A plan to expand charter schools gains traction in Georgia

Gov. Nathan Deal said Wednesday that he wants lawmakers to study a plan for a statewide school district that could significantly increase the number of charter schools in Georgia.

Deal said legislators should consider a system, known in Louisiana as a Recovery School District, that gives the state more powers to take over struggling schools and convert them to charters. The remarks came at an event with Louisiana Gov. Bobby Jindal, whose state pioneered the program.

“We are faced with some of the similar situations that Louisiana is faced with,” Deal said. “We’re continuing to put money into school systems that continue to fail. That is not the end result that we want.”

The Republican is locked in a fierce re-election battle against Democrat Jason Carter, who relentlessly accuses the governor of failing to fully fund the state’s public education system. The governor has cast an expansion of charter schools as a more cost-effective way to improve schools.

Louisiana voters passed a constitutional amendment in 2003 that created the state-run Recovery School District, but the policy really took root after Hurricane Katrina devastated the Gulf Coast. Nine years later, Jindal said, more than 90 percent of students in New Orleans are now in charter schools.

“There are too many kids in America who are trapped in failing schools,” said Jindal, a Republican who was in town to boost Deal’s campaign. “And charter schools are simply one more way to give those parents and children another option.”

Under the Louisiana system, the state can intervene in schools deemed “academically unacceptable” for four consecutive years. Those that receive charters receive state funding without being tied to requirements of local school boards. Those that fail to improve or meet standards would lose their charter.

Deal spokesman Brian Robinson said the governor isn’t tied to any specific proposal, but that he wants legislators to study the Louisiana plan as a way to boost failing schools.

The system has earned praise from some parents and community leaders who say the charter schools have spurred rising test scores and allowed administrators more leeway to innovate. State rankings show New Orleans schools rose from next-to-last in the state to the middle of the pack in Katrina’s aftermath.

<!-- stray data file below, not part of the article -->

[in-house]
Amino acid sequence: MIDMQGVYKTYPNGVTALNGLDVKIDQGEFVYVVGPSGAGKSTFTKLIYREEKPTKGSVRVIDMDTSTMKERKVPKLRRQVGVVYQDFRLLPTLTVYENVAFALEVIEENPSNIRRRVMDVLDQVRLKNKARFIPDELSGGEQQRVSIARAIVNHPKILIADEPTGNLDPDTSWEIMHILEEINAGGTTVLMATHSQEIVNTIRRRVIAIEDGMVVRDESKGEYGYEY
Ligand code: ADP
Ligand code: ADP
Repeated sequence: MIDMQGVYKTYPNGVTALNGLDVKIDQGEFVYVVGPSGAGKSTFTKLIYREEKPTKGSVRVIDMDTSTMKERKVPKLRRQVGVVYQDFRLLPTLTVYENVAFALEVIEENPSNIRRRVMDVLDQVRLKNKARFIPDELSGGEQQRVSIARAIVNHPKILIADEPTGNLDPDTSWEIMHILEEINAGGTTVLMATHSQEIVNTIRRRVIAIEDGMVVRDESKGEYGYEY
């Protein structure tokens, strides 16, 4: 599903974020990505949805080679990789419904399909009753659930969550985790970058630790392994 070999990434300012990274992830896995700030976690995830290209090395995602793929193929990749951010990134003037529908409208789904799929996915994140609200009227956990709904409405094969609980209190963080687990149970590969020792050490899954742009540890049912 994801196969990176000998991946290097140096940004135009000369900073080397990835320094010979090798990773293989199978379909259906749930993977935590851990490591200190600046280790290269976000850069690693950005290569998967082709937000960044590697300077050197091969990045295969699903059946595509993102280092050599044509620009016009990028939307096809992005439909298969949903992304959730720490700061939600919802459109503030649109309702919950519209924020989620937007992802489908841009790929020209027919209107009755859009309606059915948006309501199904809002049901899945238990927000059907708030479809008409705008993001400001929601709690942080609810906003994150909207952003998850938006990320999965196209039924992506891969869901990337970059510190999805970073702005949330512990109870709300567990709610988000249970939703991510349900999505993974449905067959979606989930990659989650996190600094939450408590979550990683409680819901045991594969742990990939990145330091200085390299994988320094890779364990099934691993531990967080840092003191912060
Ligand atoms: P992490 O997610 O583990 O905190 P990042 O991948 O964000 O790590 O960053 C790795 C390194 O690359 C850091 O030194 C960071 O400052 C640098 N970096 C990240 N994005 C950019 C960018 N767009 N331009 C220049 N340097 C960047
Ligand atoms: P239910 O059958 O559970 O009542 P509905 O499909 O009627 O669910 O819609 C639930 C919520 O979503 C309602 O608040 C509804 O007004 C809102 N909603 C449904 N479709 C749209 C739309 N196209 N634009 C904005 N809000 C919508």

But critics lament the downfall of neighborhood schools and say that many of the best charter schools still remain out of reach for struggling families. Others say that schools that have improved under the state’s watch have been slow to revert to local control.

Deal has been an ardent supporter of the expansion of charter schools since he took office. He backed a constitutional amendment, which passed in 2012, that allowed the state to approve charter schools. Opponents, including many Democrats, worried that the expansion would mean less money for traditional public schools.

Republicans see a political payoff, too, as the GOP tries to make inroads with minority voters. Deal and other Republicans have been eager to note that the charter school amendment earned overwhelming support in majority-black counties such as Clayton.

Senate Minority Whip Vincent Fort focused his criticism on Deal’s broader education policy.

“Nathan Deal needs to stop his attack on public education, stop the cuts and stop driving teachers out of the classroom,” he said, invoking Deal budget proposals that included austerity cuts to education. “Gimmicks are not the answer, and that’s all that Nathan Deal has to offer.”

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